Now that I am retired having been many years a magistrate with a long awareness of the declining freedoms enjoyed by the ordinary citizen and a corresponding fear of the big brother state`s ever increasing encroachment on civil liberties I hope that my personal observations within these general parameters will be of interest to those with an open mind. Having been blogging with this title for many years against the rules of the Ministry of Justice my new found freedom should allow me to be less inhibited in these observations.

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Thursday, 2 October 2014


There were four trials listed for the sitting.  Considering a sitting is three hours  the procedural formalities for each trial even that which seems the  simplest on paper can be quite time consuming.  Add to the mix an unrepresented defendant and/or an interpreter both of which are increasingly commonplace and the loosest of schedules can be widely missed.  That it wasn`t was due entirely to the ineptitude, inefficiency and mismanagement of the court`s and CPS administrative staff not excluding those in senior positions who appear to have no idea how to manage inefficient staff or are precluded from so doing by the machinations of the civil service and the associated unions.  We were told that the first matter listed had been discontinued precisely one day previously resulting in the defendant appearing before us at 10.00a.m. with her witness in tow having had no idea of the change.  The letter of discontinuance would not necessarily have been posted immediately the decision had been made. Indeed it was news to the court.  There was no telephone call, text or e mail to the court or defendant.  She was so relieved to be spared the ordeal of defending herself that she refused to apply for her travel expenses for her two hundred mile round trip.    The second trial listed involved a Slovakian accused of a minor traffic offence. He had brought  one witness.  CPS told us there was a single police officer on their side.    The case management form from the first listing at which our L/A had also been the L/A showed quite clearly that a Slovak interpreter was to be ordered by the court.  No such instruction was carried out by the court administration staff whose responsibility it was and so the trial was adjourned despite the bench suggesting that CPS “take a view” insofar as the offence was non endorsable and a police officer had already wasted almost a whole morning.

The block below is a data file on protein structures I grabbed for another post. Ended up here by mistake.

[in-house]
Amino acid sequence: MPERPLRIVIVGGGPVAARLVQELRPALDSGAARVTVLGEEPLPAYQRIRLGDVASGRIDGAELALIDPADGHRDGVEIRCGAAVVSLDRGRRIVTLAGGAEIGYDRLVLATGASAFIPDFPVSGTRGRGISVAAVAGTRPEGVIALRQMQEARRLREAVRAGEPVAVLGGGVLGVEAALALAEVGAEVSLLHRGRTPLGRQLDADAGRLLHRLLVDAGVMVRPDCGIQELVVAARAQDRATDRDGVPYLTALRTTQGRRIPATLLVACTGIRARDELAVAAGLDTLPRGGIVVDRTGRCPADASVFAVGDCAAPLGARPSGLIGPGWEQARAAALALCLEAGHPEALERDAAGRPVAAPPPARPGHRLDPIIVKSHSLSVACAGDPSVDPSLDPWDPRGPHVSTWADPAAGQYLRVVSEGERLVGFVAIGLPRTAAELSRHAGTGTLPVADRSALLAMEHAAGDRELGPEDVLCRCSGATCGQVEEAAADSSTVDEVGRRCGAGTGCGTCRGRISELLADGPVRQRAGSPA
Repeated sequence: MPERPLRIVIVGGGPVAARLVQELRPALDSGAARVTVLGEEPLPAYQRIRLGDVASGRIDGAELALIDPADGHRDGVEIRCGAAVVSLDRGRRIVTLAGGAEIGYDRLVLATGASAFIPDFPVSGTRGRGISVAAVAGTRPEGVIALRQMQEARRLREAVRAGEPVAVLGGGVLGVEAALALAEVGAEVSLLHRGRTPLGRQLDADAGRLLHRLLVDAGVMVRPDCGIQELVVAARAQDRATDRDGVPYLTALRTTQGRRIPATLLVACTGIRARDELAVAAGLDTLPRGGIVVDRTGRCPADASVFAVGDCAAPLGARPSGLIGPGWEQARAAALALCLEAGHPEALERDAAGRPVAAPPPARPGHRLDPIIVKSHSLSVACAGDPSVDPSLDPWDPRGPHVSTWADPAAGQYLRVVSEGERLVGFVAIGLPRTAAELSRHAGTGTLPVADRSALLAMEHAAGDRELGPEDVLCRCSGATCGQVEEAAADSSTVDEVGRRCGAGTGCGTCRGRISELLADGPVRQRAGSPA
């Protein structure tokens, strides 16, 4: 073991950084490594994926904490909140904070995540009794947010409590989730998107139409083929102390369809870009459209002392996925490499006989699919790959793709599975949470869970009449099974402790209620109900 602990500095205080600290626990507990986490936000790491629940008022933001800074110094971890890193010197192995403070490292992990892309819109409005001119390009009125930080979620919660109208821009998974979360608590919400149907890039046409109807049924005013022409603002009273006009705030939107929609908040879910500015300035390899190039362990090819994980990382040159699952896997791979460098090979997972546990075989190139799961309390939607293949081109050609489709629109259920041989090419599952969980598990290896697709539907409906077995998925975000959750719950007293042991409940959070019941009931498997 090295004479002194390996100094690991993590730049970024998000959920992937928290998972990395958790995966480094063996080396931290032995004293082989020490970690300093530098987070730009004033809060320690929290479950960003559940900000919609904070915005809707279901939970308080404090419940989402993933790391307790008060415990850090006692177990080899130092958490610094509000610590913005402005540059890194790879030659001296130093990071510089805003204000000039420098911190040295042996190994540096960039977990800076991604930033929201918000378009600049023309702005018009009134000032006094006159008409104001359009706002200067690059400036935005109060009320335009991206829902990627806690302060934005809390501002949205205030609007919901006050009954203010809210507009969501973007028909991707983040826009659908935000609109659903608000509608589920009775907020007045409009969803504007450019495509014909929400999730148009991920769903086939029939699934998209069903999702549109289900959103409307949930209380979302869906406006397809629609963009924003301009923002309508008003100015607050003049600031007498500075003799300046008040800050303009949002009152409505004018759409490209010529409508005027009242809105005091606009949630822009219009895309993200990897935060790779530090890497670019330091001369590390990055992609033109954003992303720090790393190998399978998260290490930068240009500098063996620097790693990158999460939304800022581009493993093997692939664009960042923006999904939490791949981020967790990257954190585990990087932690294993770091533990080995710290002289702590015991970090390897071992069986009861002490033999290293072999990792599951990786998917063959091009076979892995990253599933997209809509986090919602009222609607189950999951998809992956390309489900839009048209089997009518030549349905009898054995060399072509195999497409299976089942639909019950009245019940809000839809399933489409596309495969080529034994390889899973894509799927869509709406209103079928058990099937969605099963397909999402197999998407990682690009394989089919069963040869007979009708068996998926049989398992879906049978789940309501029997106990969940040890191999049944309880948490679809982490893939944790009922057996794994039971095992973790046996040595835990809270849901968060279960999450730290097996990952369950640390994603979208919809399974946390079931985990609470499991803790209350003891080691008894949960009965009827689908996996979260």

The remaining   two cases were dealt with but we still managed to end the session ten minutes over time.   This is the reality of a typical sitting in an English court.  There are of course the usual squeals of budgets having been cut by 23% since 2010 and consequent staff reductions of c 10%.  For these reasons it surely behoves management to utilise staff to maximum effect.  Grayling has insisted,  at least in the civil courts, that the courts in his perverse thinking  must pay their way like any other business.  He seems to overlook the fact that no business on earth would allow the mismanagement that occurs behind the scenes of my court or presumably any other.

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